My top 7 gardening hacks
A ‘hack’ is a low-budget tip or trick. It may be cheat or a workaround. It’s often about money-saving – because you use something you already have, instead of going out to shop. Or it’s about making something cheap look classier than it is. Some people buy chain-store furniture and ‘hack’ it to make it look like a designer one-off. There are websites devoted to this. And there are ‘life hacks’ – involving unusual uses for tea bags, drink can tabs, and paper-clips.
We middle-sized gardeners do a lot of hacking. We never seem to have time to go to the garden centre, so our potting sheds are woefully equipped. We may flick through catalogues wistfully and plan to order labels, plant supports and salad seeds, but somehow we just don’t get round to it.
So we hack. And here are our best:
1) Paint roof tiles or pots for fade-free DIY plant labels
I first saw broken roof tiles used as labelling on another blog, but can’t remember which (so do let me know if it was you). And, visiting Hampton Court Palace this year, I loved seeing ‘cabbage’ and ‘kale’ painted on terracotta pots in the newly opened veg garden.
It’s not quite as easy as it looks – make sure you use a very slim paint-brush, preferably with a pointy tip. Now that we are no longer keeping our pieces of broken pottery to improve drainage (apparently it doesn’t work), you can practice your sign writing on pieces of broken pot.
2) Stockings or tights as ties
I love this one. I’ve used an old pair of tights, cut up, tied to a stake, to support a young silver birch. It has much more give than rubber ties, but seems just as effective. It’s a tip from professional gardener, Stephanie Wolfe, from Gardens to Love.
3) Twigs to deter pigeons and rabbits.
This one is from my friend, the actress Suzanne Church, who lives out on the Dickensian marshes of Oare. Her garden is plagued by rabbits, pigeons and other wild-life, but she says that if you can deter them from settling, they won’t munch. She places bare twigs at intervals – and it looks more attractive than netting, too. I’ve tried it out and no pigeon has nibbled my lettuces for two weeks.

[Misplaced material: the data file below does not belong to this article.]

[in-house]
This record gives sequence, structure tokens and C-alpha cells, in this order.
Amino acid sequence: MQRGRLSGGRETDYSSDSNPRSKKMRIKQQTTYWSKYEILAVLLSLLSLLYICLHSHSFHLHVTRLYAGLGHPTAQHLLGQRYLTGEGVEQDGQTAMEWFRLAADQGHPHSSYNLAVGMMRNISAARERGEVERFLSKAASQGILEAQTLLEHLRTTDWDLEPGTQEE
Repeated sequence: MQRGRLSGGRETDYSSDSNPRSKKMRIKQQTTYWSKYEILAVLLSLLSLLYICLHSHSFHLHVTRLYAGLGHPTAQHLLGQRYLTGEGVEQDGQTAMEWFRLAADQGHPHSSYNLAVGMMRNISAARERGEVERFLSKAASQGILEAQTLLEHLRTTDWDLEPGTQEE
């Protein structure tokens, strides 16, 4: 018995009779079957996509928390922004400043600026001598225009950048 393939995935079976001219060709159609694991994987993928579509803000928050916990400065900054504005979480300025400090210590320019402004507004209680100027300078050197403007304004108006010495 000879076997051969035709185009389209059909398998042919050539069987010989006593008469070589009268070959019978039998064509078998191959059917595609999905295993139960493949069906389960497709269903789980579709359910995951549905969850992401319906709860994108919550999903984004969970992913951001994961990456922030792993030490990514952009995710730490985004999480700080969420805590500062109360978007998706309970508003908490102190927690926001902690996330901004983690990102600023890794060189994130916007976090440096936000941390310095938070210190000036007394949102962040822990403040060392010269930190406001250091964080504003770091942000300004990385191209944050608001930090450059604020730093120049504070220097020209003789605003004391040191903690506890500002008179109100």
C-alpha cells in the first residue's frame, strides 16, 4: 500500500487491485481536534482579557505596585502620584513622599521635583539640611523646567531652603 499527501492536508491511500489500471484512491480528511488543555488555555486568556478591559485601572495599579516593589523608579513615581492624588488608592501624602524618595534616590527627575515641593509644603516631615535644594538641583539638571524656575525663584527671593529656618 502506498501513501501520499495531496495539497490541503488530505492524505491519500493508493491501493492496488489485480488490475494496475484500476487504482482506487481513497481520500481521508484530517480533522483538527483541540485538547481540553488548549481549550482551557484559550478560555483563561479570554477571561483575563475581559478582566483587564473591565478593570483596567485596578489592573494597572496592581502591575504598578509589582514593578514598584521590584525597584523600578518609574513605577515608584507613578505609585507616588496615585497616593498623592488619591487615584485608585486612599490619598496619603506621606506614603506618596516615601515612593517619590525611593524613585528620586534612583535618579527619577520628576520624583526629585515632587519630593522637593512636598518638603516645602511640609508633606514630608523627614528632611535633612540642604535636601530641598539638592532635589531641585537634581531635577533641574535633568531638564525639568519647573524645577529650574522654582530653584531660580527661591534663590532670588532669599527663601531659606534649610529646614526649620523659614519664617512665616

4) Tins as planters
I often regret having to throw tins away as some designs are delightful. So this tip from Posy Gentles on using soft drinks cans as planters has been great fun. And lots of people have commented.
5) Wilko gardening fork
I haven’t done anything clever with this, but it’s so cheap that it counts as a ‘hack’. Wilko sent it to me to try out, but as it only costs £4, I don’t think this counts as heavy-duty bribery. My fairly heavy clay soil means I go through garden forks quickly, but this has survived 3 months of being used almost every day. And I think it looks a lot classier than the price suggests.
6) Branches as bean supports
I saw this in Little Bredy Garden in Dorset, and loved it so much that I scoured the edges of a friend’s field for fallen branches. Mine turned out to be a bit more solid, but I like both effects:
7) Seaweed as fertiliser
This one is for those of us who live near the sea, although James Wong has a recipe for making your own seaweed liquid fertiliser that would be worth trying even if you only visit the sea once or twice a summer.
James Wong’s recipe is to rinse seaweed off, put it into a bucket, weigh it down, and fill with water. After two weeks, you’ll have an extract that you can dilute with water. Feed it to your plants. However friends down here (where seaweed comes from) say that you can also just put seaweed into your beds, and fork it in. Land-lubbers can do the same thing with nettles.
What are your gardening hacks?
Let me know any good gardening hacks that you’ve found useful, and I’ll link to your blog or website. Leave a comment below or contact me through Twitter or Google+.
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